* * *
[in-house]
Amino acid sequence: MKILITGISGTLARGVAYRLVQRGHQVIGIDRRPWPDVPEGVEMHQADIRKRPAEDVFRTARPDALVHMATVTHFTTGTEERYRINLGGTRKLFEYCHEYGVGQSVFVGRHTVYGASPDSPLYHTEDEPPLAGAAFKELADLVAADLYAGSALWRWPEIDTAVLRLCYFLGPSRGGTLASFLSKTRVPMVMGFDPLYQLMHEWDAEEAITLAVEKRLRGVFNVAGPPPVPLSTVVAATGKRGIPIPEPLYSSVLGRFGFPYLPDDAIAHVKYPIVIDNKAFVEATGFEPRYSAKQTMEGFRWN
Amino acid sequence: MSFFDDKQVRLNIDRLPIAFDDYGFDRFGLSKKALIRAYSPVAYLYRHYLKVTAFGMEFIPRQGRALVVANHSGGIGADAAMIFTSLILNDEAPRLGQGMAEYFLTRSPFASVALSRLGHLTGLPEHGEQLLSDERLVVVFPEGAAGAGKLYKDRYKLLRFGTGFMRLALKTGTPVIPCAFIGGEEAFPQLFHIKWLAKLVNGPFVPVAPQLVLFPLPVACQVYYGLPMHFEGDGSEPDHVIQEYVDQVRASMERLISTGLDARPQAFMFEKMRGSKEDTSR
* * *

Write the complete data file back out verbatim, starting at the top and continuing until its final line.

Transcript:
[in-house]
Amino acid sequence: MKILITGISGTLARGVAYRLVQRGHQVIGIDRRPWPDVPEGVEMHQADIRKRPAEDVFRTARPDALVHMATVTHFTTGTEERYRINLGGTRKLFEYCHEYGVGQSVFVGRHTVYGASPDSPLYHTEDEPPLAGAAFKELADLVAADLYAGSALWRWPEIDTAVLRLCYFLGPSRGGTLASFLSKTRVPMVMGFDPLYQLMHEWDAEEAITLAVEKRLRGVFNVAGPPPVPLSTVVAATGKRGIPIPEPLYSSVLGRFGFPYLPDDAIAHVKYPIVIDNKAFVEATGFEPRYSAKQTMEGFRWN
Amino acid sequence: MSFFDDKQVRLNIDRLPIAFDDYGFDRFGLSKKALIRAYSPVAYLYRHYLKVTAFGMEFIPRQGRALVVANHSGGIGADAAMIFTSLILNDEAPRLGQGMAEYFLTRSPFASVALSRLGHLTGLPEHGEQLLSDERLVVVFPEGAAGAGKLYKDRYKLLRFGTGFMRLALKTGTPVIPCAFIGGEEAFPQLFHIKWLAKLVNGPFVPVAPQLVLFPLPVACQVYYGLPMHFEGDGSEPDHVIQEYVDQVRASMERLISTGLDARPQAFMFEKMRGSKEDTSR